Date: Tue, 26 Sep 2000 23:14:28 -0400

From: Alex Bogomolny

Dina Zeliger wrote:

*A power is the product of a number multiplied by itself a given number of
times. i.e. n^k = n*n*...*n (k times). This definition in right when k>0.
But, if k=0, how come the product of multiplying a number by itself zero
times equals one?*

The definition n^k = n*n*...*n (k times) only makes sense when k > 0, or even when k > 1!. k = 0 is a completely separate case and requires a separate definition.

*zero is basically nothing.*

Zero is not nothing. There's a difference between 1 followed by nothing which is just 1 and 1 followed by 0 which is 10.

*its value is not a quantity,*

and what is "quantity"?

*i.e. zero times something is nothing - zero.*

Which proves nothing but is not zero!

*in that case, how is it possible that n^0=1.*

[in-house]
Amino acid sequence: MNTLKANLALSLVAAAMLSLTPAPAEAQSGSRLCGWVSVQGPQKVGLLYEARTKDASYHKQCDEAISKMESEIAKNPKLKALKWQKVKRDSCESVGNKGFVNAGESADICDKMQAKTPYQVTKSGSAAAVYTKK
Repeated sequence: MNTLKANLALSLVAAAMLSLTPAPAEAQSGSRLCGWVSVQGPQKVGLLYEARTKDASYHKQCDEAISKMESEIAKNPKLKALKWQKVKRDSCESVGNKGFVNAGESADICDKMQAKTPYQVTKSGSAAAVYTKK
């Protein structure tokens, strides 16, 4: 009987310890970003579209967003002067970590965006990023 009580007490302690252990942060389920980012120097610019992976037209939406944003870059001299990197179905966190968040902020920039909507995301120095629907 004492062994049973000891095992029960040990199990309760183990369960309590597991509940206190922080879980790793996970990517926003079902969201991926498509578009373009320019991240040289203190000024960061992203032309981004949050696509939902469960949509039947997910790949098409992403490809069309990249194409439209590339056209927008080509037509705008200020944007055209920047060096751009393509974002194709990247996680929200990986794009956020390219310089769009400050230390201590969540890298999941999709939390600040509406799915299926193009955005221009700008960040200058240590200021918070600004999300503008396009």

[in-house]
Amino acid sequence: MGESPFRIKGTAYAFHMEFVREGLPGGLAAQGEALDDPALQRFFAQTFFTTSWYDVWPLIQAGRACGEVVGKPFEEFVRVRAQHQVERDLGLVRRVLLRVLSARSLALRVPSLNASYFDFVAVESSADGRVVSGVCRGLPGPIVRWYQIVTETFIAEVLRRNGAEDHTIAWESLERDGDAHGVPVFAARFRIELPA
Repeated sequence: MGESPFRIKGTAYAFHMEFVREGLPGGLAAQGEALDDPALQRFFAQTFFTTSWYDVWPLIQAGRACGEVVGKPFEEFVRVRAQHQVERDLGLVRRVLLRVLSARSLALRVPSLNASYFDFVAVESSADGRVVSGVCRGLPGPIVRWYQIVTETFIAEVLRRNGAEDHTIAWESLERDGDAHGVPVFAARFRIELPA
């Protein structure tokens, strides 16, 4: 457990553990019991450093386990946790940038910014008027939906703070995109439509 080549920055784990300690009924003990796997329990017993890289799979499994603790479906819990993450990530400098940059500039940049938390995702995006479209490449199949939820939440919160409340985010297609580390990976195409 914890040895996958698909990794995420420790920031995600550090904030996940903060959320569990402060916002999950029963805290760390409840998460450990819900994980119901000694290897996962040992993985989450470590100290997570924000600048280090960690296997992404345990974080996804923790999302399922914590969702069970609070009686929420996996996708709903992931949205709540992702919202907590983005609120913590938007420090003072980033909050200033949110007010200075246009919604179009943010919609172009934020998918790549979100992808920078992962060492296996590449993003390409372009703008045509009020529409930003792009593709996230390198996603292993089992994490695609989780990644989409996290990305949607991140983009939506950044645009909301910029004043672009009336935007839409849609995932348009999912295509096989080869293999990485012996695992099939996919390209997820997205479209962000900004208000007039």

By definition.

*multiplying n by itself zero times equals nothing, since you don't multiply it at all.*

That's right. The reason for that definition is different.

*That theory also suggests that 0^0=0, *

Do not see what theory you are talking about.

*and that this expression is not indefinite. *

Every definition must have some reasons. 0^k = 0 is only meaningful because n^k = n*n*...*n (k times). So that k > 1. You can't derive from here 0^0 = 0!

*if (n^0=0) and (0^n=0) then (0^0=0).*

Nonsense. Both only make sense when n is not zero. You can't quote any thing rule you might have studied that allows for that implication. The form

if blah-blah and blah-blah then blah-blah

is not necessarily a correct derivation.

Regards,

Alexander Bogomolny